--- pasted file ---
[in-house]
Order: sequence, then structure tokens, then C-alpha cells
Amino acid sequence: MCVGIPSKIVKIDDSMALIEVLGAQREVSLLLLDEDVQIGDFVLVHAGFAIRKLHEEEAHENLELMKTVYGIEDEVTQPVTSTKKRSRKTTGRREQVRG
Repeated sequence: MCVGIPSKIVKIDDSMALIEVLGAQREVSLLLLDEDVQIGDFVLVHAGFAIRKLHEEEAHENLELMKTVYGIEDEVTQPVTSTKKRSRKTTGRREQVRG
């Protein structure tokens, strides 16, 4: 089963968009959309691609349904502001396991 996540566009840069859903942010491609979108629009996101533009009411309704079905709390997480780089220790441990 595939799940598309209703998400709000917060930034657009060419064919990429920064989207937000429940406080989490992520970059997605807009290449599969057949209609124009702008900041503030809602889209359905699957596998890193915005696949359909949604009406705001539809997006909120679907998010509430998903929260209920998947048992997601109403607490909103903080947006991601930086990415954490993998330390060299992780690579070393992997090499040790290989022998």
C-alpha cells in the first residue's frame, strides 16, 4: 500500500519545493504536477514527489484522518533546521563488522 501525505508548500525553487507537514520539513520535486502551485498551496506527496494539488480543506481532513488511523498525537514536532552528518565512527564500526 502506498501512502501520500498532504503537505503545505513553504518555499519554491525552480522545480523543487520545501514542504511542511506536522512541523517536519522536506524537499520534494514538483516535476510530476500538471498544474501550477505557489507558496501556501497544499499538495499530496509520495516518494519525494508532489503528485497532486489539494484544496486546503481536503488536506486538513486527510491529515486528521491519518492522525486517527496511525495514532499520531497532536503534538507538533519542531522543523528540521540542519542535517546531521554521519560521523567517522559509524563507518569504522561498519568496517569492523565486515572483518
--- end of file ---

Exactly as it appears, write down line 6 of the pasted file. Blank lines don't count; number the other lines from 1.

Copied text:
C-alpha cells in the first residue's frame, strides 16, 4: 500500500519545493504536477514527489484522518533546521563488522 501525505508548500525553487507537514520539513520535486502551485498551496506527496494539488480543506481532513488511523498525537514536532552528518565512527564500526 502506498501512502501520500498532504503537505503545505513553504518555499519554491525552480522545480523543487520545501514542504511542511506536522512541523517536519522536506524537499520534494514538483516535476510530476500538471498544474501550477505557489507558496501556501497544499499538495499530496509520495516518494519525494508532489503528485497532486489539494484544496486546503481536503488536506486538513486527510491529515486528521491519518492522525486517527496511525495514532499520531497532536503534538507538533519542531522543523528540521540542519542535517546531521554521519560521523567517522559509524563507518569504522561498519568496517569492523565486515572483518